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A Chief of Police hosts a dinner party for an American millionaire wishing to will his entire fortune to the Church of France. Jewels that have been stolen and recovered so many times that they're known colloquially by thieves as The Flying Stars. A murder committed by an invisible man. These and many others are the mysteries that are presented to the lovable, bumbling, stumpy Man of God, Father Brown. The Innocence of Father Brown, by G.K. Chesterton is a collection of eleven stories which marks the debut of this most unusual detective. Chesterton was a contemporary of Sir Arthur Conan Doyle and it is only natural that his fictional sleuth be compared with the most famous one in English literature, Sherlock Holmes. Unlike Holmes, Father Brown is a gentle, unassuming figure, who solves crimes through reasoning based on spiritualism and philosophic truths instead of scientific methods. The priest is also deeply compassionate and insightful as far as psychological aspects go. He truly delves into the minds of the people and comes up with results. Another big difference is that unlike Doyle, Chesterton was in fact a brilliant writer. His elegant, humorous prose, full of literary touches is very different from Conan Doyle's bland and simple style. The Father Brown stories are characterized by wildly improbably crimes and plots! In The Secret Garden for instance, the walled garden is almost a parody of the traditional Agatha Christie like isolated country house murder, with no access to outsiders. Though the stories are all stand alone ones, there are some common threads that run through them, providing a tenuous connection. One of Chesterton's most famous Father Brown stories, The Hammer of God, is contained in this volume. It is a story of unbridled lust and murder that is set in a peaceful village. Full of memorable characters like Mad Joe, the local dysfunctional vagabond, the lascivious Colonel Bohun in hot pursuit of the blacksmith's beautiful wife and many others, this is one of Chesterton's masterpieces, remarkable for its tight plot and interesting solution. Chesterton wrote a total of five volumes in the Father Brown series, and a total of some sixty stories concerning the Catholic priest with “an uncanny insight into human evil.” As a most unusual sleuth, Father Brown is sure to captivate readers of all ages and if you haven't encountered him before, The Innocence of Father Brown could be the beginning of a great literary adventure for you!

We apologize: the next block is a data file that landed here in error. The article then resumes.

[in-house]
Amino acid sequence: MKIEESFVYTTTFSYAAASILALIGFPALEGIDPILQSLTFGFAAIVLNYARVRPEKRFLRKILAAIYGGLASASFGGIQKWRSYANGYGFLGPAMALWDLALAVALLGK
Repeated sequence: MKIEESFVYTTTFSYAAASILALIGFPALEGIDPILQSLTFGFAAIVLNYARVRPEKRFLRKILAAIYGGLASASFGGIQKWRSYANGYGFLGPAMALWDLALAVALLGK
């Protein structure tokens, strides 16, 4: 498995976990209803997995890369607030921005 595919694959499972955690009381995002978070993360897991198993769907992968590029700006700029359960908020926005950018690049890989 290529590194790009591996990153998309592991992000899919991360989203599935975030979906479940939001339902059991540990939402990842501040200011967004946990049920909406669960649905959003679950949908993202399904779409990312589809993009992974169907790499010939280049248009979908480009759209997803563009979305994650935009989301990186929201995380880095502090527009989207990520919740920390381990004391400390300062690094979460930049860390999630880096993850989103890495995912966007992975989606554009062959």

This is one of the better readers I have listened to (I also didn’t have a big problem with pronunciations) and thought the person who wrote the review should have had help with editing it before posting it, I do agree that Chesterton’s characters are more appealing to me than those I have come to know of Sir Arthur Conan Doyle’s. Very entertaining!
each chapter is a short story of a mystery Father Brown has solved. They will keep you guessing until the end, wonderfully written.
Interesting stories and the reader was just fine. I suppose it's good to not know how some places are supposed to be pronounced since it didn't annoy me a bit.
Always good stories, the reader is quite good
The stories hold ones attention and cause one to think. The reader is a bit stilted at first but grows more comfortable
Enjoyable engaging stories well read.
Oh dear, Mr Roberg....you really should learn how English town names and other words like "islet" are pronounced before commencing a reading of a great classic book series! For your information: Harwich is NOT pronounced har-which! It's "harridge"; Hartlepool is pronounced "hart-lee-pool" and really you should know that a small island is an islet (eye-let) NOT "...izlet" ??!!! Having been listening to wonderful audio books read by competent people who do all the different voices and accents beautifully, I am giving up on listening to this.
Great story..excellent reader!
Love these stories and love Brian Roberg. I can listen to it many times. I enjoy it so much.
Great stories! Very clear narration.
The book itself is very well written and quite enjoyable as are many of Chesterton's books, however the reading for audio by Mr. Roberg is very stilted, mechanical and generally annoying. Had to give up on the audio.